By Eleonore Dixon-Roche
Figure 1: Map from December 6th 1920. The journal entry describes the river as “winding as ever” which can be seen in the map. (From Joseph Francis Rock, field notes, 1920-1929. Folder 3: Rock, J.F.: Siam, Burma, Assam, 1920-1921.)
I started working on an assignment for the Field Book Project in September 2011 as an intern cataloguing maps for various departments at the Smithsonian National Museum of Natural History. I looked at one of Botanist Joseph Rock’s (see also http://goo.gl/ay2O1) extensive journeys throughout Asia that he completed during the early 1900s. For a brief portion of those travels in 1921, Rock created hand-drawn maps with corresponding journal entries in a manuscript covering his travels of 1921-1922. We knew from a general collection description that he traveled through Burma, Thailand, and Siam. His maps also provided enough detail to establish the general direction of travel and discern some distinctive geological landmarks. Pinpointing an exact location and specific route, however, was fraught with issues.
Whilst the map did include place names of where Rock and his native guides passed through, each place name was written phonetically, with multiple spellings for the same location being used throughout his journal. Disambiguating these place names was especially difficult because there was no mention of what country they were in, let alone detailed accounts of the location.
To complicate matters, the majority of these locations were small villages that are not registered in most indexes or Google Earth. In addition, the place name could be several words, and the point at which the series of letters were split into words seemed arbitrary at times. Some place names were rather commonly used throughout the region for different locations and therefore not a good indicator of a unique location. The river seemed to disappear at certain points, and it did not seem likely that natural events would have caused this. Lastly, due to the high density of rapids in certain areas it was rather difficult to pin point exactly which river he went down. As the rapids were mentioned multiple times as a reference to his location this could have been key to narrowing down his route further (Figure 2). As the scale was not perfect, the maps also could not be used for calculating accurate distances or for actual variations in river width.
Deciphering Rock’s route was daunting at first, but there were in fact some great clues and rather simple solutions to many of the challenges. Though the journal and maps did not correlate exactly, I was able to work backwards from the route described in his journal, to find the general direction he had come from. The map shown in Figure 1, for example, has the corresponding journal entry for December 6: "The banks of the river are now flat and fringed by trees and Bamboo; and as is as winding as ever."
I was also able to narrow down countries he was passing through whilst disambiguating and the mention of a river’s name in both Thai and Burmese. Discounting some inaccuracies of scale, I focused on the distinctive forks and bends Rock marked along the river on his maps to plot them in Google Earth (Figurea 3a and 3b).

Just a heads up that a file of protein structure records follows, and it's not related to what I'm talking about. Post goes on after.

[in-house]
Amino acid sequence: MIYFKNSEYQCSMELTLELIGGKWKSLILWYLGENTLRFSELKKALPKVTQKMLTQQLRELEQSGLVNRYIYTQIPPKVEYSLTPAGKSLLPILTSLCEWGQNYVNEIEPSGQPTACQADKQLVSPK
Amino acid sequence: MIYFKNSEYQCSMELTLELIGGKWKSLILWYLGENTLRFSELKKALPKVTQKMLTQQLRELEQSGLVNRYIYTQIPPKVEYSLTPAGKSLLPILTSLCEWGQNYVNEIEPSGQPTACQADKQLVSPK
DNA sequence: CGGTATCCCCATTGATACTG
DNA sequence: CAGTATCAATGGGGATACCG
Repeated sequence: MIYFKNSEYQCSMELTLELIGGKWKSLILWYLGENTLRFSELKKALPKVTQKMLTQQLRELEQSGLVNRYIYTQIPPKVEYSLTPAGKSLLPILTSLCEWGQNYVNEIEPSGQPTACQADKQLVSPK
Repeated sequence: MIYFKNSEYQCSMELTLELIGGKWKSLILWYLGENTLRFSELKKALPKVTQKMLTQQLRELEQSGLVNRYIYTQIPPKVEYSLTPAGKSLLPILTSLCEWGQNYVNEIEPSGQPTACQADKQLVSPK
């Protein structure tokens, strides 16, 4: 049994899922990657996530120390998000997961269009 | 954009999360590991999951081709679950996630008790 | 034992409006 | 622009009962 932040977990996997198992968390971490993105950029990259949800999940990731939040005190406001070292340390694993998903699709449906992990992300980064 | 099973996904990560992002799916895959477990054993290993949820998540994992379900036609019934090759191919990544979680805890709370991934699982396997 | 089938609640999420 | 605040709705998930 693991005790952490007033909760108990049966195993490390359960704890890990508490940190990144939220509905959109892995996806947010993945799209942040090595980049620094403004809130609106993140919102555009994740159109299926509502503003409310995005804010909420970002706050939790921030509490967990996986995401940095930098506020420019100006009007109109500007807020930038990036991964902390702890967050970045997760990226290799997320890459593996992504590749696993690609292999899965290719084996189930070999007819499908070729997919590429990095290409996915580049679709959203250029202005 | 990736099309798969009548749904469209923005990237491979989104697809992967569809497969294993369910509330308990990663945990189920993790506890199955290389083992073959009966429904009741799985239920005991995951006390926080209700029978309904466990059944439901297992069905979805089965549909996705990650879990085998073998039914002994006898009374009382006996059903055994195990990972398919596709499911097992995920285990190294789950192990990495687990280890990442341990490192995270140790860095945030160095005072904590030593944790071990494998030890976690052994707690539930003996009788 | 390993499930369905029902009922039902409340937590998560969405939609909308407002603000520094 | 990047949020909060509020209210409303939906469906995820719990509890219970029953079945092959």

Along with the sporadic descriptions from the journal of the water’s speed, the river’s width, and the occasional island, it was possible to begin confidently marking some points along my virtual route on Google Earth. In the more ambiguous areas, I used what little information the maps conveyed on the mountain ranges to ascertain the general direction he could have traveled using waterways. After working out the general direction in which he was traveling, I looked at the place names on Google Earth and correlated any that sounded similar. This method only worked for a few locations. Next, I made note of every place name that was mentioned in both the journal and the maps. I then sorted through the lists and made note of those that sounded similar. Using various websites listing all Thai cities and villages, I pinned them all on Google Earth. Some were immediately discounted due to their location, but once all the pins were in place, a path became unequivocally clear.
The remaining ambiguous routes were described as narrow rivers with fast moving water, leading to an assumption that they were rapids. This region was full of rapids in areas less than approximately a square mile. For these sections, it was impossible to be accurate beyond a general area.
Even though Rock’s maps presented serious challenges in trying to line up with contemporary maps, it was interesting to observe how the accuracy of the maps increased along his journey. This may be due to the fact that later locations had more distinctive landmarks, which can be seen in pages 8 and 9. It is unlikely that his cartography skills would have improved substantially, however his observation skills may have.
Figure 4: View from Google Earth showing a dam constructed after J.F. Rock's hand-drawn maps were created.
The most intriguing part of this project was where Rock's map was almost logically aligned with the features shown on Google Earth, but one section remained where the river in the satellite images seemed to disappear into a rather large lake that was not marked on Rock's map. The discrepancy took up a significant portion of the route and required closer examination. Upon looking at it, Rusty Russell, the Collections Manager in the Dept of Botany, immediately knew to zoom in as far as possible on the Google Earth map. And lo and behold, there was now a dam, which had drastically altered the landscape and waterways since Rock's travels (Figure 4).
To view the full course of Rock's journey that was plotted in Google Earth, you can Download JosephRockJourney or click on the map below to view in Google Maps. Enjoy!
View JosephRockJourney.kml in a larger map
The following websites were used to help disambiguate place names: